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The 10 golden rules of PR: Hilary Meachham, Focus PR

For brands and PR agencies to work together in the long term, it's essential to abide by a code of respect and dialogue from the off. After all, a successful business partnership is like a good marriage.

A marriage succeeds when both parties want it to work and they nurture the partnership to keep it fresh and rewarding.

Parallels with client/agency relationships are legion, but sometimes it can seem as though clients are from Mars and PR consultancies are from Venus.

Each enters into the relationship with good intentions, but, unless both parties fully understand upfront what those intentions are, the chances of a long-term, healthy and successful relationship are slim. Lack of clarity can cause irreparable damage.

AAR business director Alex Young says the three key characteristics of positive client/agency partnerships are: clear expectations; defined roles and responsibilities; and the ability of each party to listen to the other.

Steve Antoniewicz, managing director of Recommended Agency Register, spells out the importance of communication. 'If both parties are completely honest and open from the outset, then a partnership will have a far greater chance of success,' he says. 'If not, then tensions start to appear very quickly. Clients, you need to be honest and realistic with agencies (and with yourselves) about your expectations, objectives and budget. Agencies, you need to be straight about your experience, resources, what you can deliver and, of course, your price.'

Traci Dunne, consultancy manager at ISBA, advocates 'truly open lines of communication with regular evaluation of the relationship'.

She adds: 'This requires bravery on both sides to be honest about the direction in which a campaign is going and the behaviour within the relationship. It's all about working as a partnership, rather than taking a parent-and-child approach.'

This call for genuine collaboration is echoed by the client fraternity. 'I believe that mutual respect, brand understanding and passion are fundamental, as is a desire to be seen less as "client and agency" and more as a genuine team working together to drive brand success,' says Eileen Livingston, marketing controller, Courvoisier and imported whiskies at spirits distributor Maxxium UK.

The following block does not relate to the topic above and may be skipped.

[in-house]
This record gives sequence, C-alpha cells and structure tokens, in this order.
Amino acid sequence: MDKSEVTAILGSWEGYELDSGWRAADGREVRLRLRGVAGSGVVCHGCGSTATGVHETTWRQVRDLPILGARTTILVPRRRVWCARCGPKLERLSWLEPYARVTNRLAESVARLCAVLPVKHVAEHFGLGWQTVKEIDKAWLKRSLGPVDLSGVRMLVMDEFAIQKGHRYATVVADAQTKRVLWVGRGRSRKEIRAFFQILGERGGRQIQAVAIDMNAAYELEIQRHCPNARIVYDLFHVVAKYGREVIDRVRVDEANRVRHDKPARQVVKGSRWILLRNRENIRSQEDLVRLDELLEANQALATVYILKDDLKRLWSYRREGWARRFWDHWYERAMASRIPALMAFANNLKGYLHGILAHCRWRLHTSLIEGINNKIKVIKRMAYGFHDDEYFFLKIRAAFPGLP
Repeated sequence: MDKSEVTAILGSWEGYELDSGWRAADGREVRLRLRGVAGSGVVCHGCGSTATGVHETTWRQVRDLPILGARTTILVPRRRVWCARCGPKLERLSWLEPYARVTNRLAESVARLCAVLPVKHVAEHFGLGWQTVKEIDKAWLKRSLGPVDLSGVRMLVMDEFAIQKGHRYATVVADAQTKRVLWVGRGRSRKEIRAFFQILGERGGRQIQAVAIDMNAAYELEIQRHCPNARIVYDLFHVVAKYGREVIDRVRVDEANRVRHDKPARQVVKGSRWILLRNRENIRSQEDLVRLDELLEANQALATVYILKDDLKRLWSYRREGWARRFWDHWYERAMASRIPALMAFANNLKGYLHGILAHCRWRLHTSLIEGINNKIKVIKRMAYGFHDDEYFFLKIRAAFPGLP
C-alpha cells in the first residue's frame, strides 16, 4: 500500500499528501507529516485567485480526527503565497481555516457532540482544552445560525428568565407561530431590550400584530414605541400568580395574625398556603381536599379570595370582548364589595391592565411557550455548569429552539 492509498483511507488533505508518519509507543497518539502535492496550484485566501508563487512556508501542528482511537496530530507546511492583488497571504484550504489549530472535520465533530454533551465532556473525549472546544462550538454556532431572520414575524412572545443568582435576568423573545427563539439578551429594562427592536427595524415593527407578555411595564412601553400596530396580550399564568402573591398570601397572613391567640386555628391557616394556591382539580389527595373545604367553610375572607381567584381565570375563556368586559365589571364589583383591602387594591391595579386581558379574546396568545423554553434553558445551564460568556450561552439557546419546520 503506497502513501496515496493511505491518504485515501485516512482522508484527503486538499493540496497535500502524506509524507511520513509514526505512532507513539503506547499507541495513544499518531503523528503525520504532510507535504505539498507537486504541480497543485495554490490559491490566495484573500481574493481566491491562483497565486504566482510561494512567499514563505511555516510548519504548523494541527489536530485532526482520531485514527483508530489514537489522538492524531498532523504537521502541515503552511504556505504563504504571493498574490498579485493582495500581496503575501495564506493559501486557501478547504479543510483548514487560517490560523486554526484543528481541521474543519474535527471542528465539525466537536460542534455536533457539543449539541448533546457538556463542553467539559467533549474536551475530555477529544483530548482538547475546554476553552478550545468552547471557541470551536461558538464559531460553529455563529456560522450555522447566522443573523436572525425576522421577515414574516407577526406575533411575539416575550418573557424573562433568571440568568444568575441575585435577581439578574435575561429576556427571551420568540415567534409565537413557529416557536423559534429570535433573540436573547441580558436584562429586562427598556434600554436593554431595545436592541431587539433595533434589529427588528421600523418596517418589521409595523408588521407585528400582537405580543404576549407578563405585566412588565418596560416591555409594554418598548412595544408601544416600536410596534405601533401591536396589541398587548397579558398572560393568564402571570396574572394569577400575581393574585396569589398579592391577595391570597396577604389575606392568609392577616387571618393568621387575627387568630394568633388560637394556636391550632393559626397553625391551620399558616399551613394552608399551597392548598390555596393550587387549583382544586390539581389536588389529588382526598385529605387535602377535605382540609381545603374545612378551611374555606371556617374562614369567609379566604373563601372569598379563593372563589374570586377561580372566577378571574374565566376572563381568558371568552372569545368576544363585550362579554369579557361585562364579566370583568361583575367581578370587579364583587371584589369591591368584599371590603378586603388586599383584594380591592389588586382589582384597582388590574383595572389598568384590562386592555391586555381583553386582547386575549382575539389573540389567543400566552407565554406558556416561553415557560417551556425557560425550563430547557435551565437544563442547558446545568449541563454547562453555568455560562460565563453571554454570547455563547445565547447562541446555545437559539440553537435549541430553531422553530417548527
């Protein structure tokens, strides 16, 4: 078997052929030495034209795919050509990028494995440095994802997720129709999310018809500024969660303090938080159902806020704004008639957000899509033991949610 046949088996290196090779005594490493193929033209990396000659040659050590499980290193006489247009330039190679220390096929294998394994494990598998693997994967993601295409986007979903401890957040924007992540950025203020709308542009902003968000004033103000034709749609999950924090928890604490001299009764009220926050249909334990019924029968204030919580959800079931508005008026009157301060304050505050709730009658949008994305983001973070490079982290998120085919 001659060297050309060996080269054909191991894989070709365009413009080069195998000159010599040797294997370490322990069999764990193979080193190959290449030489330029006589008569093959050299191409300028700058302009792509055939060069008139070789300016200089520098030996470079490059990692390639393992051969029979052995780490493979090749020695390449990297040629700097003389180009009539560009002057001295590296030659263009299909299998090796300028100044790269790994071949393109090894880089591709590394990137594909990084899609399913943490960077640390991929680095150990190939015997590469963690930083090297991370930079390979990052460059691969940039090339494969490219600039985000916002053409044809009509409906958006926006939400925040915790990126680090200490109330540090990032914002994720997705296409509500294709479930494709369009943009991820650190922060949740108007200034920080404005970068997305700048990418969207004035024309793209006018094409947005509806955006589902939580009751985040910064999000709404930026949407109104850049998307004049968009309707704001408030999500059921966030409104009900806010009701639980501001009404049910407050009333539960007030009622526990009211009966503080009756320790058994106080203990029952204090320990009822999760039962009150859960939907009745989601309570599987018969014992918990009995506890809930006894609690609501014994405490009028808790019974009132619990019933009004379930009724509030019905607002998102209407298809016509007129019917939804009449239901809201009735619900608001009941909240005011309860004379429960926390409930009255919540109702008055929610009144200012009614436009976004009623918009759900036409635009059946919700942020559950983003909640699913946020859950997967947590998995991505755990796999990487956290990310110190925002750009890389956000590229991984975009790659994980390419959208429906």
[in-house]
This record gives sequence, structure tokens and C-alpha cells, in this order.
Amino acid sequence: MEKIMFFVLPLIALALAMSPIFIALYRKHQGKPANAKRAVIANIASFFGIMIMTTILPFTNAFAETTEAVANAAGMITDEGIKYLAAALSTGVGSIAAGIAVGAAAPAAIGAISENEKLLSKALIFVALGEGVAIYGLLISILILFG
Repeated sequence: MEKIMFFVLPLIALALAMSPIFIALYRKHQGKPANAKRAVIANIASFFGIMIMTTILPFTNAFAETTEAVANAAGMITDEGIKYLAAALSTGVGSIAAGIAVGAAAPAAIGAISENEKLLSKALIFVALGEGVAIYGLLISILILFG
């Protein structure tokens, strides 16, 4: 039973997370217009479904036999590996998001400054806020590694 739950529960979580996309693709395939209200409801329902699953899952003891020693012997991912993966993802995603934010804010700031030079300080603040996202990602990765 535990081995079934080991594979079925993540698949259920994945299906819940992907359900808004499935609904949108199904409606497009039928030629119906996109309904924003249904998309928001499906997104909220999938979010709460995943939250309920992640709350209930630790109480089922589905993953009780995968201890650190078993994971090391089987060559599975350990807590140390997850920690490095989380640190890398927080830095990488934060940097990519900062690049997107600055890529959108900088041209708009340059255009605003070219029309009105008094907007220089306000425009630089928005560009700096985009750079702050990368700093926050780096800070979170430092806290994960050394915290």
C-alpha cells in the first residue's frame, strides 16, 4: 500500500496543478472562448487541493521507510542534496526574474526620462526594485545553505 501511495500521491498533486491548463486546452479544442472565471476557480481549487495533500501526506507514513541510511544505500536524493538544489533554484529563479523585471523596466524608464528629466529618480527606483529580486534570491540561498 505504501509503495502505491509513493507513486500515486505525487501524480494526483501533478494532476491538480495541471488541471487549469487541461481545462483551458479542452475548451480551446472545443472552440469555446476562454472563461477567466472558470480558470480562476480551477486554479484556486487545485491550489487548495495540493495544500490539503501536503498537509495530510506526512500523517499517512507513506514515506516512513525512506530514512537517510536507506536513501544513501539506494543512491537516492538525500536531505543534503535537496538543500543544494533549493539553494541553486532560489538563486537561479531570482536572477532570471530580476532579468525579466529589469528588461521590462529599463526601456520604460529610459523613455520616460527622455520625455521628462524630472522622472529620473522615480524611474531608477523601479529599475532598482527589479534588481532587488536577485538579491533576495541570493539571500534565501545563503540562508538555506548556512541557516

Nicky Wheeler, director of The Affordable Art Fair, agrees. 'It's all about working together as a team, where everyone has a genuine interest in (what they are doing) and a strong understanding of the business goals, with ideas, problems and, most importantly, successes shared,' she says.

The true test of any relationship is the ability to talk about even the most difficult of subjects. Where PR is concerned, one of the most commonly encountered elephants in the room is many marketing professionals' ignorance of PR.

This is compounded by a tendency for agencies to use jargon or make assumptions to avoid embarrassing the client or itself.

As Dunne observes, it is essential to recognise the issue and address knowledge gaps if a campaign is to be effective and measurable. 'I have found that clients sometimes have only a basic understanding of how PR works and what it can do,' she says.

'Agencies should take the time to evaluate the extent of their clients' understanding of PR and try to enhance their knowledge so appropriate targets and objectives can be set. This will provide a platform for measurement and evaluation.'

There is much that agencies and clients can learn from one another, and both parties seem to agree that honesty and open dialogue from the very first contact are essential for success. In conjunction with our clients and team, we have put together 10 golden rules for a happy, productive collaboration between consultancy and client:

  • Form a partnership as business equals
  • Respect each other's expertise
  • Have both sides listening
  • Include the consultancy within the client team
  • Ensure both parties share information, facts and expectations from day one (product-immersion sessions, agreement on liaison, copy and budget authorisation, reporting and evaluation, etc)
  • Be brave, or be safe, but be clear which
  • Be honest about every component, especially budget
  • If the client is less experienced in PR, no problem - as long as it is open to learning
  • A written brief with defined KPIs and budget is essential for a professional, worthwhile dialogue
  • Be fair to each other (ultimately you are on the same team)

More than half of Focus PR's fee income is from clients with which we have worked in happy, rewarding and mutually profitable relationships for five years or more. This tells you something.

From Marketing's PR essays supplement October 2011


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